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Wall Street Strategies has been providing independent stock market research since 1991 to individual, retail and institutional clients through a balanced approach to investing and trading. Charles Payne, our founder and chief analyst, is routinely sought after for his stock market, political,... More
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  • OPTIMISTIC ECONOMY, DYSLEXIC MARKET - By Jennifer Coombs 0 comments
    Jul 30, 2014 1:56 PM

    It's quite a storm out there… and I don't mean the weather. In fact, the economy has moved past the adverse effects of the severe winter weather in the first quarter, as the second quarter rebound in the US GDP was enough to make most investors jump for joy. While there were a number of strong components in the GDP report, the rebound was primarily led by inventory growth. The "advance" estimate for the second quarter was at a healthy 4.0% annualized, following an upwardly revised decline of 2.1% in the first quarter (previously down 2.9%) and well above the estimate of 3.1%. However, the rally was short-lived due to a variety of factors, the top one being investor worries over what this GDP data will mean for interest rates; the Federal Reserve will comment on GDP later this afternoon. In addition, a report from Reuters noted that Russian rebels were retaliating against the newly imposed economic sanctions. Rebels are reportedly still fighting near the crash site of the Malaysian Airlines plane in Ukraine, plus Russia has banned imports from Poland and is considering increasing the ban to cover the entire European Union. Nevertheless, as investors wait for the Federal Reserve's comments and fret over Russia, the Employment Report from ADP showed a dip in job creation which may not bode well for the Bureau of Labor Statistics jobs report which will be released on Friday.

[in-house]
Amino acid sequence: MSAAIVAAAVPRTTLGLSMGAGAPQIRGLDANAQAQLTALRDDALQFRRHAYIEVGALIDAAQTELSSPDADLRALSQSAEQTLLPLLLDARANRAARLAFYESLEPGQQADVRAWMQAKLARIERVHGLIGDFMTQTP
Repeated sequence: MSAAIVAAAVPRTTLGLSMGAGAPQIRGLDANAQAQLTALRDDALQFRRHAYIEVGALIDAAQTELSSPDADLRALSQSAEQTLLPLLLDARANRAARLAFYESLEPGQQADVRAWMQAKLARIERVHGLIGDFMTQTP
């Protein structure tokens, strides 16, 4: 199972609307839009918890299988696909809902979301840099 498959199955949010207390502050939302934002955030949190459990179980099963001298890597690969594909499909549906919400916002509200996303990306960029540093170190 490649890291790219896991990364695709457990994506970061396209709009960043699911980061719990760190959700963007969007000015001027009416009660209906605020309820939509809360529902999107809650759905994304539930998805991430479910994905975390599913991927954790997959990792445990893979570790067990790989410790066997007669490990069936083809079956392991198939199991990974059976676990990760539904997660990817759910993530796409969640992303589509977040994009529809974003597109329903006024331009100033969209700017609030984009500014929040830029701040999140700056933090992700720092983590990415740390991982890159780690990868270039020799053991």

The ADP national employment report, created in conjunction with Moody's, is computed from a subset of ADP records that represent approximately 400,000 U.S. business clients and approximately 23 million U.S. employees working in all private industrial sectors. For the month of July, the ADP noted a change in employment of 218K which was below the consensus estimate of 235K and well below the unrevised 281K jobs created in June.

    The goods-producing sector added 16,000 jobs in July while the service-sector added 202,000 jobs. Industrial-related jobs continue to show light activity relative to service and business-related jobs. The construction industry added 12,000 jobs in July, which is less than half of last month's gain. Meanwhile, manufacturing added 3,000 jobs in July, less than a third the number of jobs added in June. On the other hand, the report indicated that professional/business services contributed 61,000 jobs in July, but was down from 79,000 in June. Expansion in trade/transportation/utilities grew by 52,000, which was just slightly lower than June's 56,000. The 9,000 new jobs added in financial activities were down 25% from the previous month. Despite the decline from June, we note that the jobs number for July mark the fourth month in a row where the employment gains came in above 200,000 - which is slightly encouraging. Analysts at Moody's noted that overall, these numbers are encouraging, and if growth continues at this pace, we should see a quick and significant decline in the unemployment rate. Moody's economists also note that layoffs are still receding and hiring and job openings are picking up, and if the current trends continue, the economy should return to full employment (~5%) by late 2016.

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